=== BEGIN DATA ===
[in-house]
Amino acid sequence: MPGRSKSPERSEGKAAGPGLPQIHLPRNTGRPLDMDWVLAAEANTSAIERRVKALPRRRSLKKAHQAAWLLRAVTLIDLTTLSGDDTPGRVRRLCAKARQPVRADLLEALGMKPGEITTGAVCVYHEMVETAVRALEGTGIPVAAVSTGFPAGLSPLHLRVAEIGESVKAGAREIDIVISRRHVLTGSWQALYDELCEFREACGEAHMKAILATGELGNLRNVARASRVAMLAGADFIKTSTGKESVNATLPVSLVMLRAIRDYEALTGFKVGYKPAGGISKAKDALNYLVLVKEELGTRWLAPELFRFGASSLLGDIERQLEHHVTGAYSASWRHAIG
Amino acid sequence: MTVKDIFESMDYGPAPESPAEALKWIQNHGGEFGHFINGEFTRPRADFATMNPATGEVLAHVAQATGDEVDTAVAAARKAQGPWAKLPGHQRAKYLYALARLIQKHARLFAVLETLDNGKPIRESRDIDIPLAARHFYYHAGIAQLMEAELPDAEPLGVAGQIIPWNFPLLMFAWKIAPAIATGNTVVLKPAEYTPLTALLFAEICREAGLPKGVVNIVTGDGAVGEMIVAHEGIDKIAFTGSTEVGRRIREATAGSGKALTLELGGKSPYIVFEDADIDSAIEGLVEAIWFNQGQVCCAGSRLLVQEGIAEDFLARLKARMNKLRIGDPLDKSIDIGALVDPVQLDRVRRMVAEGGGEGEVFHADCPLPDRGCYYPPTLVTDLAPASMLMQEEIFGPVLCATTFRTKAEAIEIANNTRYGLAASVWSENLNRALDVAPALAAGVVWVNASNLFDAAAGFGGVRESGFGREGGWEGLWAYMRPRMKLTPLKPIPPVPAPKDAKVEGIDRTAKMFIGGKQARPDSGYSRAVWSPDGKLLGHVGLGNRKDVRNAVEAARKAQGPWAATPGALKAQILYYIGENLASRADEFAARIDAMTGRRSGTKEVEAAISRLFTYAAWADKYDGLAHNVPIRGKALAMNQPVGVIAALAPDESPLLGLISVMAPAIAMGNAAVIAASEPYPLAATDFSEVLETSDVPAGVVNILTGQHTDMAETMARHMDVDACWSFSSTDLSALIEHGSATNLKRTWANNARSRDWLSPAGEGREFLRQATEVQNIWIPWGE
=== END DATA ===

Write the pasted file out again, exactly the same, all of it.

[in-house]
Amino acid sequence: MPGRSKSPERSEGKAAGPGLPQIHLPRNTGRPLDMDWVLAAEANTSAIERRVKALPRRRSLKKAHQAAWLLRAVTLIDLTTLSGDDTPGRVRRLCAKARQPVRADLLEALGMKPGEITTGAVCVYHEMVETAVRALEGTGIPVAAVSTGFPAGLSPLHLRVAEIGESVKAGAREIDIVISRRHVLTGSWQALYDELCEFREACGEAHMKAILATGELGNLRNVARASRVAMLAGADFIKTSTGKESVNATLPVSLVMLRAIRDYEALTGFKVGYKPAGGISKAKDALNYLVLVKEELGTRWLAPELFRFGASSLLGDIERQLEHHVTGAYSASWRHAIG
Amino acid sequence: MTVKDIFESMDYGPAPESPAEALKWIQNHGGEFGHFINGEFTRPRADFATMNPATGEVLAHVAQATGDEVDTAVAAARKAQGPWAKLPGHQRAKYLYALARLIQKHARLFAVLETLDNGKPIRESRDIDIPLAARHFYYHAGIAQLMEAELPDAEPLGVAGQIIPWNFPLLMFAWKIAPAIATGNTVVLKPAEYTPLTALLFAEICREAGLPKGVVNIVTGDGAVGEMIVAHEGIDKIAFTGSTEVGRRIREATAGSGKALTLELGGKSPYIVFEDADIDSAIEGLVEAIWFNQGQVCCAGSRLLVQEGIAEDFLARLKARMNKLRIGDPLDKSIDIGALVDPVQLDRVRRMVAEGGGEGEVFHADCPLPDRGCYYPPTLVTDLAPASMLMQEEIFGPVLCATTFRTKAEAIEIANNTRYGLAASVWSENLNRALDVAPALAAGVVWVNASNLFDAAAGFGGVRESGFGREGGWEGLWAYMRPRMKLTPLKPIPPVPAPKDAKVEGIDRTAKMFIGGKQARPDSGYSRAVWSPDGKLLGHVGLGNRKDVRNAVEAARKAQGPWAATPGALKAQILYYIGENLASRADEFAARIDAMTGRRSGTKEVEAAISRLFTYAAWADKYDGLAHNVPIRGKALAMNQPVGVIAALAPDESPLLGLISVMAPAIAMGNAAVIAASEPYPLAATDFSEVLETSDVPAGVVNILTGQHTDMAETMARHMDVDACWSFSSTDLSALIEHGSATNLKRTWANNARSRDWLSPAGEGREFLRQATEVQNIWIPWGE